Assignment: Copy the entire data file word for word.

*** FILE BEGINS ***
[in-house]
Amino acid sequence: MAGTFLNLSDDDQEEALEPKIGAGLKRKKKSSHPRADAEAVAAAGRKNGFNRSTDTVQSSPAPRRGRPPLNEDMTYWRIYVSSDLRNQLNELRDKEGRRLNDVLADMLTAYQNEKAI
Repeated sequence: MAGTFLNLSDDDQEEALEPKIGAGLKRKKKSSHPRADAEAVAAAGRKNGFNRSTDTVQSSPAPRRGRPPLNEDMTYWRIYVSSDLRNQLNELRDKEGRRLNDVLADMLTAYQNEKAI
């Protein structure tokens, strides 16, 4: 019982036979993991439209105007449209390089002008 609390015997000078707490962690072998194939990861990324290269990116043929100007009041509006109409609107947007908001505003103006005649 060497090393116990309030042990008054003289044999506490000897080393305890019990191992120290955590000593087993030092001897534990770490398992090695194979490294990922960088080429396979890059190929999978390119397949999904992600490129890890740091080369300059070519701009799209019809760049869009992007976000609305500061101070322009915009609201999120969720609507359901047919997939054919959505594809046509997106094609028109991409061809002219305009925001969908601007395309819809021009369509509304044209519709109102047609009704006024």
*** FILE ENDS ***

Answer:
[in-house]
Amino acid sequence: MAGTFLNLSDDDQEEALEPKIGAGLKRKKKSSHPRADAEAVAAAGRKNGFNRSTDTVQSSPAPRRGRPPLNEDMTYWRIYVSSDLRNQLNELRDKEGRRLNDVLADMLTAYQNEKAI
Repeated sequence: MAGTFLNLSDDDQEEALEPKIGAGLKRKKKSSHPRADAEAVAAAGRKNGFNRSTDTVQSSPAPRRGRPPLNEDMTYWRIYVSSDLRNQLNELRDKEGRRLNDVLADMLTAYQNEKAI
């Protein structure tokens, strides 16, 4: 019982036979993991439209105007449209390089002008 609390015997000078707490962690072998194939990861990324290269990116043929100007009041509006109409609107947007908001505003103006005649 060497090393116990309030042990008054003289044999506490000897080393305890019990191992120290955590000593087993030092001897534990770490398992090695194979490294990922960088080429396979890059190929999978390119397949999904992600490129890890740091080369300059070519701009799209019809760049869009992007976000609305500061101070322009915009609201999120969720609507359901047919997939054919959505594809046509997106094609028109991409061809002219305009925001969908601007395309819809021009369509509304044209519709109102047609009704006024």